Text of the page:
Philippines: protecting the victims of typhoon Mangkhut
HI’s teams are preparing to set out for the northern Philippines where they plan to assist people affected by Mangkhut. The super typhoon, which made landfall last night, has already claimed its first victims
Consequences of typhon Mangkhut in Visayas | © Randy Bandiola / HI
8 million people could be affected
Reiza Dejito, director of HI in the Philippines, is deeply concerned about the welfare of people affected by typhoon Ompong - the local name for Mangkhut:
“ Landslides triggered by violent winds and torrential rain have already killed three people.
There is likely to be an increase in the number of casualties in the hours to come, once the wind has abated and rescue teams have a clearer picture of the situation. ”
“ Apart from physical injuries, there’s also a risk of serious crop damage. We’re worried about the poorest people, who are likely to need emergency assistance to meet their basic needs. “
These groups include thousands of evacuees who are waiting to return home and who may have lost everything.
Emergency team heading north
“ My teams will start out tonight for the north to assess the damage and supply emergency assistance to the most vulnerable people, who are worst affected by this kind of disaster.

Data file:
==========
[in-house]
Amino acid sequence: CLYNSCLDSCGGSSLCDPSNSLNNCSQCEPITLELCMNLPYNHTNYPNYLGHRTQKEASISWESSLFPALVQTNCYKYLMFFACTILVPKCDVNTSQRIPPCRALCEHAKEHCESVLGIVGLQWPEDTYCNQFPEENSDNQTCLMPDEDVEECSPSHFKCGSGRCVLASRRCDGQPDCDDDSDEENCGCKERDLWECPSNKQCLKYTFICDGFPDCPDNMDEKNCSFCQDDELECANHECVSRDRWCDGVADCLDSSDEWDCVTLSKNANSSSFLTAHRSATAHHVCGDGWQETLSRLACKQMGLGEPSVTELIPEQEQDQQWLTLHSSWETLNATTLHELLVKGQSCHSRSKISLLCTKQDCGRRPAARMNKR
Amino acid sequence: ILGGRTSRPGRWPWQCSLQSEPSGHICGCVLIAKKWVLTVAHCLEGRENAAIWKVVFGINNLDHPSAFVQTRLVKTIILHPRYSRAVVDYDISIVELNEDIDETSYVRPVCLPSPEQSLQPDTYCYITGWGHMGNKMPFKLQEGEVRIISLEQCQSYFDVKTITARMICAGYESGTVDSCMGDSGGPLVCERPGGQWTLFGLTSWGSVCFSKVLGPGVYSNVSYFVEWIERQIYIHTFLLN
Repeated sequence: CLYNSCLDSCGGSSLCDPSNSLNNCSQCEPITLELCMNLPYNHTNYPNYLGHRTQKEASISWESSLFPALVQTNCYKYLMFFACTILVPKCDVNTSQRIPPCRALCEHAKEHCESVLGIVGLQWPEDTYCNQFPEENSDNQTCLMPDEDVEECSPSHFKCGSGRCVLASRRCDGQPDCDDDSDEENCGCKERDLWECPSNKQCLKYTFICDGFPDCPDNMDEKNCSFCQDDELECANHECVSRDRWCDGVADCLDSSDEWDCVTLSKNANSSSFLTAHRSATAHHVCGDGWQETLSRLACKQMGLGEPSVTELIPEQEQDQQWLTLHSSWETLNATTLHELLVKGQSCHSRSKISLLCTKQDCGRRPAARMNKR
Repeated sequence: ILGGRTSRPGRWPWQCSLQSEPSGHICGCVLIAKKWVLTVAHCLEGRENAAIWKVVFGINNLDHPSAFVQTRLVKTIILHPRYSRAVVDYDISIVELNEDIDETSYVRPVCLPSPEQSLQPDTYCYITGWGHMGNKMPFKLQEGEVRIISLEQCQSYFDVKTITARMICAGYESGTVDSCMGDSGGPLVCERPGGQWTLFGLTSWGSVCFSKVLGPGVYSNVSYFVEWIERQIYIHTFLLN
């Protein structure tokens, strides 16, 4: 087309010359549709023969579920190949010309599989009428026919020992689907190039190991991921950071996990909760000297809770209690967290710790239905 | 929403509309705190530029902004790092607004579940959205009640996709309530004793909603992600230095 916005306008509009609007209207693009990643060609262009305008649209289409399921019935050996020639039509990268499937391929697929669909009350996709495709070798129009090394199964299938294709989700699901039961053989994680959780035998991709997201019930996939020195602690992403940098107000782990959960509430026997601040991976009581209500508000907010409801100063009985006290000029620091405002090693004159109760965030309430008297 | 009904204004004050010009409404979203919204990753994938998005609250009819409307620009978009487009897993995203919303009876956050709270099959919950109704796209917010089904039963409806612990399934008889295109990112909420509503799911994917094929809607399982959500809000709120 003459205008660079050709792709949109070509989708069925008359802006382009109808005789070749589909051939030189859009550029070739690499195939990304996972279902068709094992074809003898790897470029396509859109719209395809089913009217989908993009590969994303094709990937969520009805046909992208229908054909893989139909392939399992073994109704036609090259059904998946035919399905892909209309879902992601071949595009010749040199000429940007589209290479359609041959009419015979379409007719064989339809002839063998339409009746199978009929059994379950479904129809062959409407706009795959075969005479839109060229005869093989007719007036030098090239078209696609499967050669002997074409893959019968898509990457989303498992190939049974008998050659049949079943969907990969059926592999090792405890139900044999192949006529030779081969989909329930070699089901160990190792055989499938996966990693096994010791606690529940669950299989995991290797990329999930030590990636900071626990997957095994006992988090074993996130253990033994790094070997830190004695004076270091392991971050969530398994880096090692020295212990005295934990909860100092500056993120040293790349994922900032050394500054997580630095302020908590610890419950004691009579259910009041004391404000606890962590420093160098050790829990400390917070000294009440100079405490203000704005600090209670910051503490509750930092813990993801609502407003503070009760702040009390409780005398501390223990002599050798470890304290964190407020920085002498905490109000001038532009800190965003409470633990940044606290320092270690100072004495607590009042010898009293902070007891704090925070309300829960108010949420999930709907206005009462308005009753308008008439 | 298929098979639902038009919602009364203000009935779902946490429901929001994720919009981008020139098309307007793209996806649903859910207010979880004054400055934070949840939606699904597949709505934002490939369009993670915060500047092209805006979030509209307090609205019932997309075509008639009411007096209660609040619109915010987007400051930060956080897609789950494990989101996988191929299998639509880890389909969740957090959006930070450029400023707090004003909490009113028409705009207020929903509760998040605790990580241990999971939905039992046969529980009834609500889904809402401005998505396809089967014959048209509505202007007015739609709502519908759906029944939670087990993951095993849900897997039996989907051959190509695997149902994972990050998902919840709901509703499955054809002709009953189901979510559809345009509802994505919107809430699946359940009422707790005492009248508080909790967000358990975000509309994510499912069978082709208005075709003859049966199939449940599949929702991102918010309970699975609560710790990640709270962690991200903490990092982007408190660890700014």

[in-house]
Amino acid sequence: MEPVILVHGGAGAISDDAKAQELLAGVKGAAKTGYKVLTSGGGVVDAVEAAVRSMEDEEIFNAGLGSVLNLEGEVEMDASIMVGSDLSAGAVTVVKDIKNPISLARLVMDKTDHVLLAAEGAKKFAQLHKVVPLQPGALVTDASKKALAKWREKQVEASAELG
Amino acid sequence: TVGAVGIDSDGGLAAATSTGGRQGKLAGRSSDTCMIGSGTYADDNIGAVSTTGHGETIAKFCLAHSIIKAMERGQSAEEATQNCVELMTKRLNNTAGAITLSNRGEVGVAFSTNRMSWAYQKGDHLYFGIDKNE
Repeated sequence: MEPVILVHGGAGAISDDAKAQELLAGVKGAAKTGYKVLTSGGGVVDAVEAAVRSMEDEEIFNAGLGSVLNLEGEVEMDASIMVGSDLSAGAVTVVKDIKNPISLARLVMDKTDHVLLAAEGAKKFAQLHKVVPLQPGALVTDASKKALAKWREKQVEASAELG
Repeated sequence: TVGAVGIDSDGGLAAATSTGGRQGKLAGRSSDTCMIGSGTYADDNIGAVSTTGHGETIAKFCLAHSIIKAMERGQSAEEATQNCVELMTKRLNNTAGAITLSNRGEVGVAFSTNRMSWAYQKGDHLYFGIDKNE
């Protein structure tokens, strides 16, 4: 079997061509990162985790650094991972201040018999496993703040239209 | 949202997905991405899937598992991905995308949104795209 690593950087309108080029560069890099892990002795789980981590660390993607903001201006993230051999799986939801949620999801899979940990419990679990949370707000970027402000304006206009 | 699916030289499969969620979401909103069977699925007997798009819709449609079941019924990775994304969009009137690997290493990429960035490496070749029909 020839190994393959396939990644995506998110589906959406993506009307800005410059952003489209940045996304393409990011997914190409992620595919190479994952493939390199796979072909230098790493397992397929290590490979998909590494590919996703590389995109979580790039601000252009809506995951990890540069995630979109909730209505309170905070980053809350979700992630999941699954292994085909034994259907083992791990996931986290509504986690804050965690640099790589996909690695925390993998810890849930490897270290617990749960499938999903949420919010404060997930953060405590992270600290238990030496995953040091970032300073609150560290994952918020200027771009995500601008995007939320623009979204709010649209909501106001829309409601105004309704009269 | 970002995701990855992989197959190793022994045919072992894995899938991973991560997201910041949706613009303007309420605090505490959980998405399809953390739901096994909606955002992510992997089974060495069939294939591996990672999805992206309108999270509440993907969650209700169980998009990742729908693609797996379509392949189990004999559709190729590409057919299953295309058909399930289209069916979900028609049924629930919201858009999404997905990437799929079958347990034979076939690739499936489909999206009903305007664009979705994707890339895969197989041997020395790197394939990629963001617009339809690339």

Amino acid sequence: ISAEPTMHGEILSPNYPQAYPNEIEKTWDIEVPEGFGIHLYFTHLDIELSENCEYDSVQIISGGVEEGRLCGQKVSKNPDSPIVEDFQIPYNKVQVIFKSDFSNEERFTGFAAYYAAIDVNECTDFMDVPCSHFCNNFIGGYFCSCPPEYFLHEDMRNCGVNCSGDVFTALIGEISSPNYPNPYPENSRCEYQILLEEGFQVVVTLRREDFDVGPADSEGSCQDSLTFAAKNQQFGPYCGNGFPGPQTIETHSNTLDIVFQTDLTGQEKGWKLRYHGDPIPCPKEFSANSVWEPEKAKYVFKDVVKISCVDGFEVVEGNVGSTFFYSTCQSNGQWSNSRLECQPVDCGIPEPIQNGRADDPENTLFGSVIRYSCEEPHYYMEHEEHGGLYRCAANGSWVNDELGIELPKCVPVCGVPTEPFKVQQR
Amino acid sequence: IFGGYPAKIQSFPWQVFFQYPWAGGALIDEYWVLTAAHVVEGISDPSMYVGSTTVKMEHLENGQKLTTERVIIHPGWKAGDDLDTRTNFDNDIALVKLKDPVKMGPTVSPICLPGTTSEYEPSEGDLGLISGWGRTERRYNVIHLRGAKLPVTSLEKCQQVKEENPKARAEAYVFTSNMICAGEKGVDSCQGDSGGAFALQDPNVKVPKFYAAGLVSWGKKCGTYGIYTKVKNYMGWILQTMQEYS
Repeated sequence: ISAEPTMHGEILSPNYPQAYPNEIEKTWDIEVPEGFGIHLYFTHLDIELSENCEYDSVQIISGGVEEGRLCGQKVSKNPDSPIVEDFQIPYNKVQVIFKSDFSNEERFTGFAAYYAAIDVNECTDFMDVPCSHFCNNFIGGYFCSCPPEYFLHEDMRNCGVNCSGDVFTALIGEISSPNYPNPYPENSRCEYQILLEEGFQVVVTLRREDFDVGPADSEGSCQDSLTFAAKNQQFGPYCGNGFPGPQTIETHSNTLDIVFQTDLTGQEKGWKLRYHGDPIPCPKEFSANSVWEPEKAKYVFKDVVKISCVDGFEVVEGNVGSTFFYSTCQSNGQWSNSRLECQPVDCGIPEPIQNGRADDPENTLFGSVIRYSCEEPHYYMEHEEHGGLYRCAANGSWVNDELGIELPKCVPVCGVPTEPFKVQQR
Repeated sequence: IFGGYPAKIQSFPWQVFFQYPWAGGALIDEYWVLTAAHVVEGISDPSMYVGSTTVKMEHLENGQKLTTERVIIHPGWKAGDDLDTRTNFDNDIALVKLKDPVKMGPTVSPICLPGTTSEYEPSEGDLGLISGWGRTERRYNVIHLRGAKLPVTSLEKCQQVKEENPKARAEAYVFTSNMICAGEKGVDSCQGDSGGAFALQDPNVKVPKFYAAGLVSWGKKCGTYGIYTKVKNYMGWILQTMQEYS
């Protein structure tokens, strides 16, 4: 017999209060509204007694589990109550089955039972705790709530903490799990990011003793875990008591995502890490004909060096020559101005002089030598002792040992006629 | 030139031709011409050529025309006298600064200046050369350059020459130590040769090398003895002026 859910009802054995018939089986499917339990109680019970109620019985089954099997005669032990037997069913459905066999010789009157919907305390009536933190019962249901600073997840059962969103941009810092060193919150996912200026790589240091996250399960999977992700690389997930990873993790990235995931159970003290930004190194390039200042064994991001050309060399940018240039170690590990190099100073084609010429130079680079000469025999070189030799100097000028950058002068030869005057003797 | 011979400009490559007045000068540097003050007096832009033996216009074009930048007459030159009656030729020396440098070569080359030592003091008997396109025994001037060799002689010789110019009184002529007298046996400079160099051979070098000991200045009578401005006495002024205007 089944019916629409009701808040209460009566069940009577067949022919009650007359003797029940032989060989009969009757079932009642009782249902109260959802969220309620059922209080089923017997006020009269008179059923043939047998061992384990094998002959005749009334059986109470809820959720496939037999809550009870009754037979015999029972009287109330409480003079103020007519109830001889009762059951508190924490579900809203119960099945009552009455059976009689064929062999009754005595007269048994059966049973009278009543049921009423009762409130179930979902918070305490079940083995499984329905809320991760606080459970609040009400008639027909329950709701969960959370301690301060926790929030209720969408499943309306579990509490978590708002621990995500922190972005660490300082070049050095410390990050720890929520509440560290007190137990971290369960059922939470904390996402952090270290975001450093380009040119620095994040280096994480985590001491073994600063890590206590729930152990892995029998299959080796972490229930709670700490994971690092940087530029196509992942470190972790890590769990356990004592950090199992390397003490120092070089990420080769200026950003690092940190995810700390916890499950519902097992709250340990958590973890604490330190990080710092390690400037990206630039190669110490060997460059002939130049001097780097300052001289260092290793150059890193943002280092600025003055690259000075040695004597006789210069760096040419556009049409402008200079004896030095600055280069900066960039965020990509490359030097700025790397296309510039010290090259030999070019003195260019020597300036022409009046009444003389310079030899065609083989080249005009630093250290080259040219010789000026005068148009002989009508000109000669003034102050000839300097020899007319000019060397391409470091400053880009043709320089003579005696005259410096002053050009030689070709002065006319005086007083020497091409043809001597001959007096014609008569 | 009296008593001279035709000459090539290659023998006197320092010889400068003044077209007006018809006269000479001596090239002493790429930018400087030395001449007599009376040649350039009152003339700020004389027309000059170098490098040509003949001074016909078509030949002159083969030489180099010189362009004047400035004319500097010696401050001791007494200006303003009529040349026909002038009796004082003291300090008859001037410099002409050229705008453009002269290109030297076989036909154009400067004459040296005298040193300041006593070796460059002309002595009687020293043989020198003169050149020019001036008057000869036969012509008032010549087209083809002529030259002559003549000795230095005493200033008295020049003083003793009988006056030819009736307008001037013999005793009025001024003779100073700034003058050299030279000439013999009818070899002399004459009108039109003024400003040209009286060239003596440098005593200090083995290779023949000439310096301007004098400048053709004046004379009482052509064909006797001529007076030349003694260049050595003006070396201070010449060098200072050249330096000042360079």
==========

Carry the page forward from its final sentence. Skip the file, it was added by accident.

For the moment, we’re unable to contact people in areas where communications have taken a hit. Lots of roads are still blocked and winds remain high. “
Emergency specialists will fly out from France this Saturday to beef up HI's existing teams in the Philippines.
HI already has plans to distribute hygiene kits to at least 2,000 households. In partnership with other humanitarian organisations in the field, HI is also preparing to assess the population’s need for essential items and protection.
HI is already present in the Philippines, where it helps build community disaster resilience, among other actions. The organisation launched a large-scale response in the wake of typhoon Haiyan in November 2013, which affected more than 14 million people and claimed more than 6,000 lives.